Washington, DC, hasn’t looked like this since rioters stormed the U.S. Capitol on Jan. 6. The Capitol grounds remain closed behind barbed wire fences and concrete barricades, and more than 7,000 armed National Guards are on guard. With the tighter security, it’s easy to see why the country’s reputation overseas has been tarnished – but that impression may be wrong.
Meanwhile, amid the chaos of the last few weeks, the U.S. Department of Commerce made an overlooked announcement to the Trump administration that has the potential to derail China’s aviation industry. The Biden administration has to decide whether they want to work as usual again.
And the Dutch should be aware that undemocratic undercurrents in their society are not so different from those on the other side of the Atlantic Ocean, albeit at an earlier stage, writes Caroline de Gruyter.
Here are Foreign policy‘s top weekend reads.
1. Washington is under siege. American democracy is not.
The U.S. Capitol has been barricaded since the January 6 siege. National Guard officials reportedly plan to keep vigil until the fall. But US democracy, apart from its bad looks, works the way it should, say Kelly Kimball and Katie Livingstone.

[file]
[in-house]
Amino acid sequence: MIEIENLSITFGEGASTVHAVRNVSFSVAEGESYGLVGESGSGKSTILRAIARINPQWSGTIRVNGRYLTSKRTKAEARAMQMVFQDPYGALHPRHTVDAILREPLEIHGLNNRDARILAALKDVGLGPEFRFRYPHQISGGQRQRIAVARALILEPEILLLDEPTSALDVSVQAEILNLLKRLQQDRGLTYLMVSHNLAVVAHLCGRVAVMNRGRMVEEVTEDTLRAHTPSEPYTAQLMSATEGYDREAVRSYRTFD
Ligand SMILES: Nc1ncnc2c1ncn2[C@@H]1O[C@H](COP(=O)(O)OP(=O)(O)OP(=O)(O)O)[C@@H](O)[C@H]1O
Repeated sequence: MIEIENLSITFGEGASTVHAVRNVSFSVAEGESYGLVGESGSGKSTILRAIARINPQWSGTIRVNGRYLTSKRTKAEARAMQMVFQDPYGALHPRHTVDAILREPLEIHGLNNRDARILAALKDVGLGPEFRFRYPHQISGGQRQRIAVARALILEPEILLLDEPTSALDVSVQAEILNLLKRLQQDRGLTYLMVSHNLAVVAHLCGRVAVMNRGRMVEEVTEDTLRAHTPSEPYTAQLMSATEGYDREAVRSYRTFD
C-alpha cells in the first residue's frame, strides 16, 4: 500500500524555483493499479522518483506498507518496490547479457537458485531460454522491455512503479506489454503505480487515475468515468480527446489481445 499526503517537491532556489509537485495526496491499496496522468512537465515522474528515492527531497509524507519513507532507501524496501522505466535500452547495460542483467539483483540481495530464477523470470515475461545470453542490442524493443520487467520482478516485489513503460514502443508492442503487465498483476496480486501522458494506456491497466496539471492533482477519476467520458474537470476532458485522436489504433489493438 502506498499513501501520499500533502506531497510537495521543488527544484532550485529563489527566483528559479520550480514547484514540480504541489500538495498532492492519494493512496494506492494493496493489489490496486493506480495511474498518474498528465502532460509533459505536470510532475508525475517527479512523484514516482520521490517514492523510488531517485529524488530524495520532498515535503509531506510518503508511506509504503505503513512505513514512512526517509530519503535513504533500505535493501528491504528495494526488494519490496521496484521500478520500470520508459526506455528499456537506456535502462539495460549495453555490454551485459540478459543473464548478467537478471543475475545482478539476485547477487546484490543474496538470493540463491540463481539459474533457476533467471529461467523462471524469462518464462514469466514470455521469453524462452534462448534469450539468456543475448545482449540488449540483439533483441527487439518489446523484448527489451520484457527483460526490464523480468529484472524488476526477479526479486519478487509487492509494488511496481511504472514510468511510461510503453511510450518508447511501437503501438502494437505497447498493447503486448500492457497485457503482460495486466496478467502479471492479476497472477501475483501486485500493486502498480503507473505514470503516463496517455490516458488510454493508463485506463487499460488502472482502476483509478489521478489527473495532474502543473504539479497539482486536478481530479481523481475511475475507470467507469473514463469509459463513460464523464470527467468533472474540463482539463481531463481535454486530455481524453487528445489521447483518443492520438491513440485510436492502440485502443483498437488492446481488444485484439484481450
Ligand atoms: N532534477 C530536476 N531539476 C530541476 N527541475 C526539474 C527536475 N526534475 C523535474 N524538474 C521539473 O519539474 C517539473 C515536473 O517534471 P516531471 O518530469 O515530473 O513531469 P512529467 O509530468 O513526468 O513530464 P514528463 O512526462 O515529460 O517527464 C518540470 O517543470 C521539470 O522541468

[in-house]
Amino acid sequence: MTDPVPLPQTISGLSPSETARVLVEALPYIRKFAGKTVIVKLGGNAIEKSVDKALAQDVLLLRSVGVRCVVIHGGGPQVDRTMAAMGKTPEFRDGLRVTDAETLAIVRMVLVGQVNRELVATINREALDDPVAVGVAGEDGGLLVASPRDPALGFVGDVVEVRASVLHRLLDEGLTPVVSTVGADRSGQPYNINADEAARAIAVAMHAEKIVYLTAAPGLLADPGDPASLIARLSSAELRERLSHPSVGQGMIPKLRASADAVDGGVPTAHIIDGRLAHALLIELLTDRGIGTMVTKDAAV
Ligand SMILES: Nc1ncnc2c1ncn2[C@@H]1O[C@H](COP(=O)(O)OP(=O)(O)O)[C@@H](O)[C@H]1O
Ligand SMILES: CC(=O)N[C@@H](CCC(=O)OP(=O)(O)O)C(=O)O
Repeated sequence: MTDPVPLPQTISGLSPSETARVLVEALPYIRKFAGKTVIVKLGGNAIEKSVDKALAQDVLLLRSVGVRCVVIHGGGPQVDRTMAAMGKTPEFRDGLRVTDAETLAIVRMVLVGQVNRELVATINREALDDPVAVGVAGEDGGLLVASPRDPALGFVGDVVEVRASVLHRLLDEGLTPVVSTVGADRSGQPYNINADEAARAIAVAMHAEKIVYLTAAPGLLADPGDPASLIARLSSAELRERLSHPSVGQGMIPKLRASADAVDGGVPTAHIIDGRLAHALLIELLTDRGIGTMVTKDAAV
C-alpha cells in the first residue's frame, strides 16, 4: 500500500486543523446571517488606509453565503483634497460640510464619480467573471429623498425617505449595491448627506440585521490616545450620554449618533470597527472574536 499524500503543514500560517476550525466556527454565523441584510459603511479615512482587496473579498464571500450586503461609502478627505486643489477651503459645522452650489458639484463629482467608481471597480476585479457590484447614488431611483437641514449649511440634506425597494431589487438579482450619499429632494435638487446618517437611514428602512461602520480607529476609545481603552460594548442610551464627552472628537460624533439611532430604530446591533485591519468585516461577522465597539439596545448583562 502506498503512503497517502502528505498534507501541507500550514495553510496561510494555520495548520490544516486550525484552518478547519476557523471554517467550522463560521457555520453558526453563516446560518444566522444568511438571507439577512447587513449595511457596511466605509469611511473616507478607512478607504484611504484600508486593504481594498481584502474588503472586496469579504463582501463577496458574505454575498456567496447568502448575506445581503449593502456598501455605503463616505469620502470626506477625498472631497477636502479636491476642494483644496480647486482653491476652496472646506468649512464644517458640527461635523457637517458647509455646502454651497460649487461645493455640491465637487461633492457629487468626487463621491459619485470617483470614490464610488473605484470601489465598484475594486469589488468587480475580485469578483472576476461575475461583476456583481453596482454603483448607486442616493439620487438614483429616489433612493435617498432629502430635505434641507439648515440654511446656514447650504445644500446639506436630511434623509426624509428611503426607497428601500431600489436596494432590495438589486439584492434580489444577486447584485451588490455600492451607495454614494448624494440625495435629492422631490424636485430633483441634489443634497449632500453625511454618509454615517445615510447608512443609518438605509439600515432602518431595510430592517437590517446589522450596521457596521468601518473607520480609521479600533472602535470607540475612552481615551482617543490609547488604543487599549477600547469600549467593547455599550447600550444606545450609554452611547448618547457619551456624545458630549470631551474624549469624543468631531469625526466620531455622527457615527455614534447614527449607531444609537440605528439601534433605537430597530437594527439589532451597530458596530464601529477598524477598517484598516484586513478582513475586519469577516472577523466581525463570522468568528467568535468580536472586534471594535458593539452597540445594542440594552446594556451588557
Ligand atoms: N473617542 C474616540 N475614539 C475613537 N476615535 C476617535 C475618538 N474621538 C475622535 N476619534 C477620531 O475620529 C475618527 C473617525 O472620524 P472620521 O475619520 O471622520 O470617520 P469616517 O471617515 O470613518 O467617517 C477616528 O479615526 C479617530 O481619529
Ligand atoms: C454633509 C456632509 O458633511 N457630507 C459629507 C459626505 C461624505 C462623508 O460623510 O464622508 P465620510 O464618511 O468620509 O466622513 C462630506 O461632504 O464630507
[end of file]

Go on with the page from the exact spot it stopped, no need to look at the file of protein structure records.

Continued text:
2. Lessons from Nigeria for Peacebuilding in the United States
With such a strong polarization, it may be difficult for politicians and activists to overcome divisions. But the experience of the Nigerian city of Jos, which has seen waves of religious violence, shows a way forward, writes Jacob Choji Pwakim.
3. China’s Potemkin aviation cannot survive without Washington’s help
China’s aviation industry only works when foreign companies sell it the equipment it needs to operate their aircraft. And if US President Joe Biden follows in the footsteps of his predecessor, the industry could be in crisis, writes Richard Aboulafia.
4. Italians target the bureaucratic bourgeoisie
Class resentment in Italy is growing, but not directed against the rich. In the midst of the economic crisis, many Italians turn in frustration against public employees whose jobs are protected by contracts that exclude layoffs and vacations, writes Anna Momigliano.
5. Mark Rutte’s legacy of failure – and winning
In the Netherlands, the government has collapsed as many citizens realize that real reform has become almost impossible. Despite his failure, Prime Minister Mark Rutte has learned to deal with the frustration, writes Caroline de Gruyter.